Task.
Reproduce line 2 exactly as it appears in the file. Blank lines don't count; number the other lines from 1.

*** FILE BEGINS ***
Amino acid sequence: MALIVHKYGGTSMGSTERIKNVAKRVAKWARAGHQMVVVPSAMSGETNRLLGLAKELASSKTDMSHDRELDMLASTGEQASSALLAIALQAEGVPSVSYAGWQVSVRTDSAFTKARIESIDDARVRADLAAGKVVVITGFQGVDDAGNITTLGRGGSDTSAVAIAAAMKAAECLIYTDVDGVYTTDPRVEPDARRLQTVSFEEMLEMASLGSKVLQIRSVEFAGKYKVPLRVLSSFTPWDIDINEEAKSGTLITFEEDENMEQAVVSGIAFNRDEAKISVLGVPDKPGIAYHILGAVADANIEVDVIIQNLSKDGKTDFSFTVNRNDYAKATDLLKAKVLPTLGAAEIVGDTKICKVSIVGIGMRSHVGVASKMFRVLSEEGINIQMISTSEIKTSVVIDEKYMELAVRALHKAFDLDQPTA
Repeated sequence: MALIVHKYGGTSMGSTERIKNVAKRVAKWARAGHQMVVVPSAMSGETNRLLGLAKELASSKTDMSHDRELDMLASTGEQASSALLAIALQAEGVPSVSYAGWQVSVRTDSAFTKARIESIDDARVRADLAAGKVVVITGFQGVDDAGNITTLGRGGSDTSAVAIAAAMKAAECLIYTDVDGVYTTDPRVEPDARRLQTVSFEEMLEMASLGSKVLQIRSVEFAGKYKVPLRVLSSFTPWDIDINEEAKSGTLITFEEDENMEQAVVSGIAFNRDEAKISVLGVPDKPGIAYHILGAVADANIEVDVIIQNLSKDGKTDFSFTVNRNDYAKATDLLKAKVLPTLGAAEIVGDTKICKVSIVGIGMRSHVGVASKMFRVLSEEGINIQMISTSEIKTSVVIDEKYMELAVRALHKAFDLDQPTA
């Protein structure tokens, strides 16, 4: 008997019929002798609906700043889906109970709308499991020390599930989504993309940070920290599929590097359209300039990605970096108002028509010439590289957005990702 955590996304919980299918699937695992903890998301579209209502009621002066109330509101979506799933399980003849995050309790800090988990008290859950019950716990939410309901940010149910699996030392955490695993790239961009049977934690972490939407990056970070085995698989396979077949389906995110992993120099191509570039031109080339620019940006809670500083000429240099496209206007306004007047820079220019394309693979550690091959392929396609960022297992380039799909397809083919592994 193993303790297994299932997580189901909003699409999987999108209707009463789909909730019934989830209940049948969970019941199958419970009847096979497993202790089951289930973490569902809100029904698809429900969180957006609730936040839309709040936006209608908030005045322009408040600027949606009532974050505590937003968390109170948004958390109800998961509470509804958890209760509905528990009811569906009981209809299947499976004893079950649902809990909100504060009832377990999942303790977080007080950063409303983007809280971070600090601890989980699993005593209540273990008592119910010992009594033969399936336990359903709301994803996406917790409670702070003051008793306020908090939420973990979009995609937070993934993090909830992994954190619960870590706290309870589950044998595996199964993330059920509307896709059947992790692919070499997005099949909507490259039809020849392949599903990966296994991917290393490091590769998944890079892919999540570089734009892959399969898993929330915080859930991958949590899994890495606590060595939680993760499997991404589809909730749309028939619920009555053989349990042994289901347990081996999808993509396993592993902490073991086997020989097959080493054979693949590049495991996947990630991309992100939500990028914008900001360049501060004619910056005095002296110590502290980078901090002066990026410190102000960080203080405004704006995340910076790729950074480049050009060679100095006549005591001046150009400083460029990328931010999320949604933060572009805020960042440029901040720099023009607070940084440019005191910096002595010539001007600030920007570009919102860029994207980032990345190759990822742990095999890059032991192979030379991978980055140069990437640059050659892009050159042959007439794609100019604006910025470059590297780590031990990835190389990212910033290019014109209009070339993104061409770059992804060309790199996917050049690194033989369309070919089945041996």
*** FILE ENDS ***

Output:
Repeated sequence: MALIVHKYGGTSMGSTERIKNVAKRVAKWARAGHQMVVVPSAMSGETNRLLGLAKELASSKTDMSHDRELDMLASTGEQASSALLAIALQAEGVPSVSYAGWQVSVRTDSAFTKARIESIDDARVRADLAAGKVVVITGFQGVDDAGNITTLGRGGSDTSAVAIAAAMKAAECLIYTDVDGVYTTDPRVEPDARRLQTVSFEEMLEMASLGSKVLQIRSVEFAGKYKVPLRVLSSFTPWDIDINEEAKSGTLITFEEDENMEQAVVSGIAFNRDEAKISVLGVPDKPGIAYHILGAVADANIEVDVIIQNLSKDGKTDFSFTVNRNDYAKATDLLKAKVLPTLGAAEIVGDTKICKVSIVGIGMRSHVGVASKMFRVLSEEGINIQMISTSEIKTSVVIDEKYMELAVRALHKAFDLDQPTA